“Here I am.”
The voice was a harsh whisper, made me think of eels for some reason. I turned around slow, because I didn’t want to look at all. It was tall as Eileen, but that was where the similarities ended. The face was a wrinkled old ruin. The eyes were purple-black like a cow’s. Aside from the withered white hands and the face, I couldn’t see any skin. From what I could make out through the sheet it gripped around itself, there was more than should be there, all coiled up like a spring.
“You ain’t Eileen,” I said, and damn if I couldn’t keep my voice from shaking. Had it been there this whole time? Why had the kids been so quiet? They all looked at me through big eyes, even the older ones.
It moved. Blinked. It swallowed and I could see the jaw bifurcate under the skin, like a snake’s.
“Yes I am.” I hadn’t seen it talk before and I wish I hadn’t now. The movements it made…it didn’t seem like it should have made sound. I picked up the big dictionary to defend myself and motioned the other kids out. They shuffled, neater than any fire drill we’ve ever had. I circled it when I left, I didn’t want to show my back to it for any reason, but the thing didn’t move. Just sat facing the same way it had. Didn’t even jump when I locked the door.
When the boys came back in to poke around, there wasn’t hide nor hair of the thing in there, only a wet black stain on the wall in the shape of a shadow. We never saw Eileen again, but we found her little ribbon.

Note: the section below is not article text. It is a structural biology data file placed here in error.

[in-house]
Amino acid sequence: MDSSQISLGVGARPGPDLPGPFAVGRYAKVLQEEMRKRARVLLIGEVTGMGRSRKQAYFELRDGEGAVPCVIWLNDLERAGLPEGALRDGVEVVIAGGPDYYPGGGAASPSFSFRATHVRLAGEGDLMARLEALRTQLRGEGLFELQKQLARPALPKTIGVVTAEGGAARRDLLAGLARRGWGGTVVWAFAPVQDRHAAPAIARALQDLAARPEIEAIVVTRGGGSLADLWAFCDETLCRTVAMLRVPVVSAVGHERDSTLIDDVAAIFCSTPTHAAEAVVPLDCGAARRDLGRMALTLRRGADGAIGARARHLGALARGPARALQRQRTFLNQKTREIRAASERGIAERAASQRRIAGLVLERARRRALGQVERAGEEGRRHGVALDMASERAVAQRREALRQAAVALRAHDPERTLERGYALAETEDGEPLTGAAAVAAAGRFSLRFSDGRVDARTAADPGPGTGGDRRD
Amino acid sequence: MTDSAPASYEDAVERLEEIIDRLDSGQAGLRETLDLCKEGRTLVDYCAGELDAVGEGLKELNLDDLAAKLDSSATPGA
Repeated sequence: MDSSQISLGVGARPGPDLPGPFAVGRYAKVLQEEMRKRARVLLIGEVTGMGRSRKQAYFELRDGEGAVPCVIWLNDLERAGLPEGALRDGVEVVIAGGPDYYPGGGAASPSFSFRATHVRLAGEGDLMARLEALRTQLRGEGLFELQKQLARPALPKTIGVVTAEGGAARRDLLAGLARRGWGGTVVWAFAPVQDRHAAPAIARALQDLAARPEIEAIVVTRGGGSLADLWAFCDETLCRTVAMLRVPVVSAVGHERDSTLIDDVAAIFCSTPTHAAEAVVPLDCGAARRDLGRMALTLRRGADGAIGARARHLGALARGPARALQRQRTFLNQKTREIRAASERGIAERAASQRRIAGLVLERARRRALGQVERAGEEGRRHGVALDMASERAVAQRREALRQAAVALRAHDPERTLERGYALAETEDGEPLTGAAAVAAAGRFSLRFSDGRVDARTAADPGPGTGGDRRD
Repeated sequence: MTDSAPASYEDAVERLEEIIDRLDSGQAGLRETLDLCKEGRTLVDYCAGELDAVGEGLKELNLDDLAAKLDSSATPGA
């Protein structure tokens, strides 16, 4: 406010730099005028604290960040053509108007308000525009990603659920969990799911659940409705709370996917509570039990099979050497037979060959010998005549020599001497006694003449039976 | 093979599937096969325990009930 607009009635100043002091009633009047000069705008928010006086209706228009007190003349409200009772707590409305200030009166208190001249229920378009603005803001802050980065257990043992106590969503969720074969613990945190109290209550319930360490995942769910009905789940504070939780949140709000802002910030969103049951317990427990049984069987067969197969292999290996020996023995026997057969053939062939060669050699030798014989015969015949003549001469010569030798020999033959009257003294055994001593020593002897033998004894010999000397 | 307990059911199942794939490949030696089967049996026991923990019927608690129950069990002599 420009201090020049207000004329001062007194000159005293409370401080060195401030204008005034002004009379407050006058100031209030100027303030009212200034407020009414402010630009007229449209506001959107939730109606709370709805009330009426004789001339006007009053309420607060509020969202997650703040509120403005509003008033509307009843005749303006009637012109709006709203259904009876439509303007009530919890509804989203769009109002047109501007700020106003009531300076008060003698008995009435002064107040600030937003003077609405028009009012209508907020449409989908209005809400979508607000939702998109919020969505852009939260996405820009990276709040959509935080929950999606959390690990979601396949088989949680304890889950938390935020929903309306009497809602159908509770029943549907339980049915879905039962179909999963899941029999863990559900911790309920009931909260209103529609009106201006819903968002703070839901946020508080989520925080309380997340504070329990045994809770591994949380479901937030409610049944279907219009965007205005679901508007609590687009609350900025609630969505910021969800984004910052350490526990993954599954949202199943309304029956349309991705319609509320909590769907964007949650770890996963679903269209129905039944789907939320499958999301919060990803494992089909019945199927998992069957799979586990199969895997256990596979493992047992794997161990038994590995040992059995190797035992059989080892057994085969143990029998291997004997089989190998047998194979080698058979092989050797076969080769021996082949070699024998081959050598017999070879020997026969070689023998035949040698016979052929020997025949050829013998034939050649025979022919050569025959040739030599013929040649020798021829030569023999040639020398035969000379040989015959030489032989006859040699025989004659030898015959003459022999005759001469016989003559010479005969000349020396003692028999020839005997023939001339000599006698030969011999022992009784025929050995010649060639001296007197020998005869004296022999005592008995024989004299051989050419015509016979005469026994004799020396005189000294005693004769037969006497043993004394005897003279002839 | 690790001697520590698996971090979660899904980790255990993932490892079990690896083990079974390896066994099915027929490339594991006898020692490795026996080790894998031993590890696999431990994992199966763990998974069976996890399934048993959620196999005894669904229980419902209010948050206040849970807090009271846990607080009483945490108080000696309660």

By the hole.
Well, it doesn’t end neatly. We were still looking for that damn dog the day city folks came to usher us off the land so they could get to pouring cement. Now there’s an overpass and a parking lot and a Hardee’s where the school was. I guess that was the best thing for it, cement over all the bad memories. Eileen’s mama went to pieces, Matt moved her out of here otherwise she’d probably leave flowers on the median strip or something like that. Not the thing to do when people are trying to forget.
The hole’s gone too. They paved over it. Asked us if it was a well, seemed simplest to just say ‘yes.’ We haven’t heard anything funny.
…only, there’s this wet stain in the carpool lane that never goes away.
And they say there’s a homeless gent living in the overpass now. Shouts gibberish and spits on passing cars, smells like wet garbage. The whole shebang. They say it looks like Coop if Coop grew a big matted beard and stuck leaves in his hair. But that can’t be, couldn’t possibly be, since we hit him upside the head and threw him in his own hole twenty year ago.